by Brian Mahany
Folk legend says cats have 9 lives. People don’t. Anyone following the storied career of mortgage pirate Jim Hodge might feel otherwise. We are confident, however, that the game is finally over.
Yesterday, HUD’s Mortgagee Review Board started the process to shut down Hodge once and for all. A letter from the Board to Hodge outlines 7 different charges including failure to implement a quality control plan, branch office violations, submitting false certifications and violating FHA underwriting requirements. Allied, which is now known as AllQuest Home Mortgage Corporation, has 30 days to respond to the charges.
Previously, Manhattan’s U.S. Attorney, Preet Bahara, intervened and adopted our false claims action that we filed last year against Allied and Hodge. The government seeks to collect $2.4 billion in that case thus making our case the largest false claims case anywhere in the United States against a mortgage lender. At the same time that the government sued Allied, HUD suspended Allied’s operation. All this occurred during the first few days of November 2011.
Apparently using one of his “9 lives,” Hodge convinced a federal judge in Houston that he should not be suspended without a hearing. Although the wheels sometimes turn a bit slow at HUD, yesterday’s notice means that Allied will get its hearing. We are absolutely confident that their operations will be suspended for good.
November’s HUD action wasn’t the first “near death” experience for Hodge. Back in August of 2003 Allied settled charges of improper branch operations brought by the Mortgagee Review Board, the same entity that is giving him his hearing now.
In September of 2003, Allied settled “upcharging” allegations brought by HUD claiming that Allied was excessively charging borrowers for credit reports.
Two years later in September of 2005 Allied settles HUD allegations that it improperly inflated the incomes of some buyers. Fudging the numbers on a loan application to get someone to qualify for lending often leads to higher default rates. When a federally insured loan defaults, taxpayers foot the bill. Not Allied.
In September of 2006 a different federal agency took action against Allied. This time the U.S. Department of Agriculture claimed that Allied mismanaged a rural rental housing loan program.
In November of 2007, the U.S. Department of Labor jumped into the fray by accusing Allied of not properly paying hundreds of employees. Allied settled those charges.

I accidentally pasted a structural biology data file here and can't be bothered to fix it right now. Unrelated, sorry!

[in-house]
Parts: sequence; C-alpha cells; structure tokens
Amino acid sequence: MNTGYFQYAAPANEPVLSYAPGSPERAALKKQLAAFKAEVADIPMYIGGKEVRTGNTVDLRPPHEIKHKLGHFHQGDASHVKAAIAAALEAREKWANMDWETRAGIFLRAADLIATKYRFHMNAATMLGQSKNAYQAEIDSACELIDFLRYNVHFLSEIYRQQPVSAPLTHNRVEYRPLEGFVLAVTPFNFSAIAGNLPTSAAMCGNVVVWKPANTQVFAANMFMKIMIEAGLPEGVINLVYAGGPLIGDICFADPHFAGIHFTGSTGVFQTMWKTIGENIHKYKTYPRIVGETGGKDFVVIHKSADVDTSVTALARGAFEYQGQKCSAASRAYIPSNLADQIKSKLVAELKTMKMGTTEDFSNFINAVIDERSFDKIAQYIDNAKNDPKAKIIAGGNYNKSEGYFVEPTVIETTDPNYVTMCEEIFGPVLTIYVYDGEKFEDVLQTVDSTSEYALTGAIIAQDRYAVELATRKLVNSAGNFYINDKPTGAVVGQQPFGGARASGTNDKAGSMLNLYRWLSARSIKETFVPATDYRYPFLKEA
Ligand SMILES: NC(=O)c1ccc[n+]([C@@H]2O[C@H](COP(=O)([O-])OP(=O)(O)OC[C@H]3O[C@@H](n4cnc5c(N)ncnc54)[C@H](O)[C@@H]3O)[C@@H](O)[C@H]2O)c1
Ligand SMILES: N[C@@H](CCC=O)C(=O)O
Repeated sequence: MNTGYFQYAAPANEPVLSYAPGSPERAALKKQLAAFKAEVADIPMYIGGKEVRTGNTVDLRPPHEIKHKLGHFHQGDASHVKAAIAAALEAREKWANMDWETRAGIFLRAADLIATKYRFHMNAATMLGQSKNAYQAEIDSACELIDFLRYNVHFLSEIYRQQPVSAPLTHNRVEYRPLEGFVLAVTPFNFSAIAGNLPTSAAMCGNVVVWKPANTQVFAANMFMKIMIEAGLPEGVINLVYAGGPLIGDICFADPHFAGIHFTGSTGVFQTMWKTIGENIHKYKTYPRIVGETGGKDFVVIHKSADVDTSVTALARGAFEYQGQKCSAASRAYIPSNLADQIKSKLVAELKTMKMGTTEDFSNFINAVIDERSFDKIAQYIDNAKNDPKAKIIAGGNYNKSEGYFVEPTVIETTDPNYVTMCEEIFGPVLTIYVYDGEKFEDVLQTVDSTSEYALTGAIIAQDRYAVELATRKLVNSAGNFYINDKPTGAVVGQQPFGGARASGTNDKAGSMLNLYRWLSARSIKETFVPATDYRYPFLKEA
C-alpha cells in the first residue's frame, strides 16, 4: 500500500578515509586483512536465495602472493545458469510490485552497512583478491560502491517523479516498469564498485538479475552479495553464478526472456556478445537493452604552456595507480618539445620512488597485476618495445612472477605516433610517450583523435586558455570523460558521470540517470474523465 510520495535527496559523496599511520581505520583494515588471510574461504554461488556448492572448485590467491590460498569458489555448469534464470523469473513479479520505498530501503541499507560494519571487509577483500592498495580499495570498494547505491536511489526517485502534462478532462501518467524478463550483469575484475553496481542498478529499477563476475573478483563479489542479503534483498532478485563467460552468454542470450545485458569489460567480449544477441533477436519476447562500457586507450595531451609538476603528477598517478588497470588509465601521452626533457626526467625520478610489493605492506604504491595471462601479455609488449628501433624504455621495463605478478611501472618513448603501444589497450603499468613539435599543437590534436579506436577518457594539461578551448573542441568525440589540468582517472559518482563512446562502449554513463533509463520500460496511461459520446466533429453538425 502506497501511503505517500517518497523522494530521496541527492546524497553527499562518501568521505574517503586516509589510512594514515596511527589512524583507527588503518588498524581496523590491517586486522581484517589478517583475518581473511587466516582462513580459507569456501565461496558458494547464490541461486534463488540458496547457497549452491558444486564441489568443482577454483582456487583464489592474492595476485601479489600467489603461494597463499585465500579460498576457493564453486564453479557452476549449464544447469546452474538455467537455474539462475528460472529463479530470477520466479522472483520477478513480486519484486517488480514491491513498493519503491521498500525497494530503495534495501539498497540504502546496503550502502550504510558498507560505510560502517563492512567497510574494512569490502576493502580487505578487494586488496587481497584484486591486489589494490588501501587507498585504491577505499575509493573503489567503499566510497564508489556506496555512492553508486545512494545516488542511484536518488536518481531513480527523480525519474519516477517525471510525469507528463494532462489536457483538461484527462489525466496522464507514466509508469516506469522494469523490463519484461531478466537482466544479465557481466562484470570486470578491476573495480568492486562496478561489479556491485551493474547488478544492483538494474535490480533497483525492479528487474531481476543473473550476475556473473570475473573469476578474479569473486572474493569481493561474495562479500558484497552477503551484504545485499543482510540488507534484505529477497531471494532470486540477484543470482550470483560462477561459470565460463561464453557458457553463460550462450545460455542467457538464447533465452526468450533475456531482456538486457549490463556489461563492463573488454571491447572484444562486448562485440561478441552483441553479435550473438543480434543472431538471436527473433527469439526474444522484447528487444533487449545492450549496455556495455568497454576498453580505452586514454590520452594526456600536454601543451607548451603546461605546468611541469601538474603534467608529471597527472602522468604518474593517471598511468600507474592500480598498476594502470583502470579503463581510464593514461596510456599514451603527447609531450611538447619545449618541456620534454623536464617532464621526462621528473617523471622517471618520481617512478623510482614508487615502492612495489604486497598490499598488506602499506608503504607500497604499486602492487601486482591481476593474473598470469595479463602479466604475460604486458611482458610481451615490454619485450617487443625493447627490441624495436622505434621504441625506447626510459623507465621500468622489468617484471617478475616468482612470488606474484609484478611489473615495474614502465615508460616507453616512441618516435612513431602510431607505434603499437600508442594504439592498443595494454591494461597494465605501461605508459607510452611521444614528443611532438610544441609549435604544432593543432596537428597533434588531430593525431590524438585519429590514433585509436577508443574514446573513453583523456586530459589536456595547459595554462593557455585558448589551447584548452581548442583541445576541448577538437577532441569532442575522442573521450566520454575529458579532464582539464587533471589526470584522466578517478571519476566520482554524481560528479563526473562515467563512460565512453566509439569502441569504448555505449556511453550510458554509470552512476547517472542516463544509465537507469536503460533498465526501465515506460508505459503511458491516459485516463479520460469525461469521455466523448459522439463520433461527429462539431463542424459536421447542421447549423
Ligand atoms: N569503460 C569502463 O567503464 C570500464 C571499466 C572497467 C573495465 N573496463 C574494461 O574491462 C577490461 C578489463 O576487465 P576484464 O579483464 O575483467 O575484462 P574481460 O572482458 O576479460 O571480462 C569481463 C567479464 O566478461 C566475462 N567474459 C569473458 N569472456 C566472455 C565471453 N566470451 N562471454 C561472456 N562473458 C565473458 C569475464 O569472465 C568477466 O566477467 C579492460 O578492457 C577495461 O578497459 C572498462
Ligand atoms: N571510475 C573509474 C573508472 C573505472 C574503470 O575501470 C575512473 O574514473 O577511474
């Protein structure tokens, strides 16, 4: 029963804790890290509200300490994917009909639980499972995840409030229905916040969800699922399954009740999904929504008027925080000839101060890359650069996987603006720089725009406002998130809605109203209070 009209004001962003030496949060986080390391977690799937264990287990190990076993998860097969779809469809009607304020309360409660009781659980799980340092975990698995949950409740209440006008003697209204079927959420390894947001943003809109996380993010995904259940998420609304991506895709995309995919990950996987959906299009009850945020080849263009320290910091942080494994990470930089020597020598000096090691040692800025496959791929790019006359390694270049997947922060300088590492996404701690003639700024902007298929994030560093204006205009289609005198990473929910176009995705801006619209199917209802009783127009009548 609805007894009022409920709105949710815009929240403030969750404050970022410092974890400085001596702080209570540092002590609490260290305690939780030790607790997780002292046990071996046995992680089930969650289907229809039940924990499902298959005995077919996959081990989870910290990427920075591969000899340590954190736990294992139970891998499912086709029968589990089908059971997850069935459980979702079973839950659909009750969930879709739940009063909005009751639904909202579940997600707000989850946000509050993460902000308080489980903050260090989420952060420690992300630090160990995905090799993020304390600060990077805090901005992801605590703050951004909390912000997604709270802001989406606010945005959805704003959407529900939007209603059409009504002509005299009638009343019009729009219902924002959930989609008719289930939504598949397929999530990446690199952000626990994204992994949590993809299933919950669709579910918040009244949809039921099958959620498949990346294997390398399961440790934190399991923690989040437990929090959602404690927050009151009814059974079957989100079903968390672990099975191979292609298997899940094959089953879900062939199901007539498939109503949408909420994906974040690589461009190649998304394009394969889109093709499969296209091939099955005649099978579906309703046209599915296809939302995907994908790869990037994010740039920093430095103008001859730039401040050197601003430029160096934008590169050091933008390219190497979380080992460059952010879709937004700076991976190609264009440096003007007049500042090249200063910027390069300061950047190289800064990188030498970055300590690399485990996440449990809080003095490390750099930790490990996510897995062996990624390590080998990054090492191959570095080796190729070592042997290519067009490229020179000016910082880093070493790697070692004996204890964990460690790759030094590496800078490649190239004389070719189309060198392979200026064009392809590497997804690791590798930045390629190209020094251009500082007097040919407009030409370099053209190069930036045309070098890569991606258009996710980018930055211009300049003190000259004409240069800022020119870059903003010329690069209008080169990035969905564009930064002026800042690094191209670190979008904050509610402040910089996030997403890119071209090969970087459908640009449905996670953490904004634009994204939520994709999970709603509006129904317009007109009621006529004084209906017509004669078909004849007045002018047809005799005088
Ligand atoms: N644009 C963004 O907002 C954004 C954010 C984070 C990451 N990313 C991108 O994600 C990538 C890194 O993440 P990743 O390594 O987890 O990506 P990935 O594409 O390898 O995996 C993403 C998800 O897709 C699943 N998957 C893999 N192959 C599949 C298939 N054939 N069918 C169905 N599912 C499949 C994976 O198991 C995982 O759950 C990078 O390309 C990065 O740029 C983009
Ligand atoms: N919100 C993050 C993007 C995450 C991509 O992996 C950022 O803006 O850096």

Although Allied and Hodge repeatedly denied any wrongdoing, in each case the company paid hefty fines to the government.
The most recent actions against AllQuest and Hodge are bittersweet to many former Allied employees. Although we firmly believe that Allied / AllQuest needs to be buried at the bottom of the sea, the massive federal actions against the companies means that there is little chance that hundreds of ex-employees will ever get paid. Allied may deny those claims too and continue to profess its innocence but the end of the road is near. If the current actions aren’t enough to sink Jim Hodge, USAToday disclosed that there is a criminal investigation by the U.S. Secret Service. That could mean criminal indictments are also forthcoming.
Mahany & Ertl is proud to have filed the record case against Allied and equally proud of the former Allied employees we have represented. Like most bad companies, the cancer is usually confined to the top. The rank and file loan processors, underwriters and branch office managers just tried to do their jobs and many didn’t get paid.
If you know of fraud within the mortgage or banking industry or feel that you have not received your proper pay and wages, give us a call. All inquiries are covered by the attorney client privilege and kept in confidence. For more information, contact attorney Anthony Dietz at firstname.lastname@example.org.
Mahany & Ertl – America’s Fraud Lawyers. Offices in Milwaukee, Wisconsin; Detroit, Michigan; Portland, Maine & Minneapolis, Minnesota. Services available in many jurisdictions.
* This post is solely the opinion of the author and is based on public record, published reports and conversations with many former Allied employees.